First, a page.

The Great Wind Forest
Those of us who work in energy communications for a living are always looking for new equivalents–new ways to give an average reader some sense of the size and scale of what we are talking about.
Mark Twain was fond of quoting the saying, “There are three kinds of lies: lies, damned lies, and statistics.” Another old saw puts the same skepticism this way: “Figures can't lie, but liars can figure.”
I have a slightly different take–I think of statistics as something like a telescope. A telescope doesn't distort the visual information it conveys to the eye, but the scale of that information changes dramatically depending on which end you look into. And of course, that means that you have to be willing to invest at least a modest amount of time in learning about the subject in question so that you know which end of the telescope is which.
A good example is the amount of electricity generated by the current U.S. wind turbine fleet. After a decade of explosive growth, wind now generates … 3% of America's electricity. Sounds pretty puny, doesn't it? And in fact, anti-wind groups like to point to that end of the telescope, perhaps adding emphasis by describing it as a “tiny fraction.”
Our business at AWEA, of course, is to help people look through the telescope's other end:
– To generate as much electricity from coal as wind will produce this year would take a coal train 6,000 miles long–more than enough to stretch from Los Angeles to London.
– To generate that same amount of electricity with oil would take a million barrels of oil, every two days.
Suddenly that “tiny fraction” seems quite a bit larger–which is the point: the truth is that America uses a gigantic amount of energy, and so even a small portion is actually a lot.
Which brings me to the title of this article: “The Great Wind Forest.” What does it mean? It's an invitation to consider the U.S. wind turbine fleet in terms of the amount of carbon dioxide (CO2), the leading greenhouse gas, it displaces, and to compare that with how large a forest it would take to absorb the same amount of carbon dioxide from the atmosphere. The answer turns out to be an eye-popping statistic, in my opinion.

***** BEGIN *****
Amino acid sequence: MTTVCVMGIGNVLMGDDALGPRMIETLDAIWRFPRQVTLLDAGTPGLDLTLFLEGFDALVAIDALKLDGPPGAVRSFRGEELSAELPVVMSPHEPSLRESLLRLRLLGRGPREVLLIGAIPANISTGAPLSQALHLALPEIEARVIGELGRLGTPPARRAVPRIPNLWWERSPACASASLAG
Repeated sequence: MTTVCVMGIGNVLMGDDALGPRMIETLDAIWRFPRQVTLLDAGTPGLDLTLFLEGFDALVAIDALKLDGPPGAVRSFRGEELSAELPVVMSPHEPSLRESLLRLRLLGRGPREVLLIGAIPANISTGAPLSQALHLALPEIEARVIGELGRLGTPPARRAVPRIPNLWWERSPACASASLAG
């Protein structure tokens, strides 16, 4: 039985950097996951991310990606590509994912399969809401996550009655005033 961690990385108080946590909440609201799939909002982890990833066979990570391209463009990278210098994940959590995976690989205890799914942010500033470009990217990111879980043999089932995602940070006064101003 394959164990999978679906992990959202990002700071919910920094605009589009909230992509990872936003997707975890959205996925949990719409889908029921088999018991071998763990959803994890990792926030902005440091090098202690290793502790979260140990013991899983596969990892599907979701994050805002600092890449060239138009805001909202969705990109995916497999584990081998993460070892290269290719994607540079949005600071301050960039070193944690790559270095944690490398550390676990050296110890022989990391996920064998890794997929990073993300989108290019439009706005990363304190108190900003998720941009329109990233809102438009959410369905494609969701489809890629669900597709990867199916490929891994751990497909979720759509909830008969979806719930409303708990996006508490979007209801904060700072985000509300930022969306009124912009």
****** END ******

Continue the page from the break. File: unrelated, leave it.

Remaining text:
Based on the total wind capacity installed as of the end of last year, U.S. wind turbines are expected to generate about 114 billion kilowatt-hours of electricity this year and to prevent, by displacing fossil-fuel generation, the emission of 66 million metric tons of CO2.
How much CO2 per year can a forest absorb? The number appears to vary, from about 0.3 tons per acre for Maine's forests to as much as 1 ton per acre for fast-growing Southern pines.
Taking the latter estimate, the U.S. wind turbine fleet is equal to a forest of 66 million acres in terms of its effect on CO2 in the atmosphere. Since there are 640 acres in a square mile, that would be a forest of 103,000 square miles, which works out to be the size of New York and Pennsylvania combined.
Using the Maine forest absorption rate more than triples the area, to 220 million acres and 343,000 square miles. To New York and Pennsylvania, you'd have to add Maine, New Hampshire, Vermont, Massachusetts, Rhode Island, Connecticut, New Jersey, Maryland, Delaware, West Virginia, Virginia, North Carolina, and South Carolina.
Caveat: This is not intended to denigrate forests or their multitude of valuable attributes (wildlife habitat, lumber, recreation, solitude, etc.) or to suggest that we substitute wind turbines for them. It's simply a way of giving an idea of the scale of one of the primary benefits of the wind turbines already installed in the U.S. today. I think you'll agree: it's pretty impressive.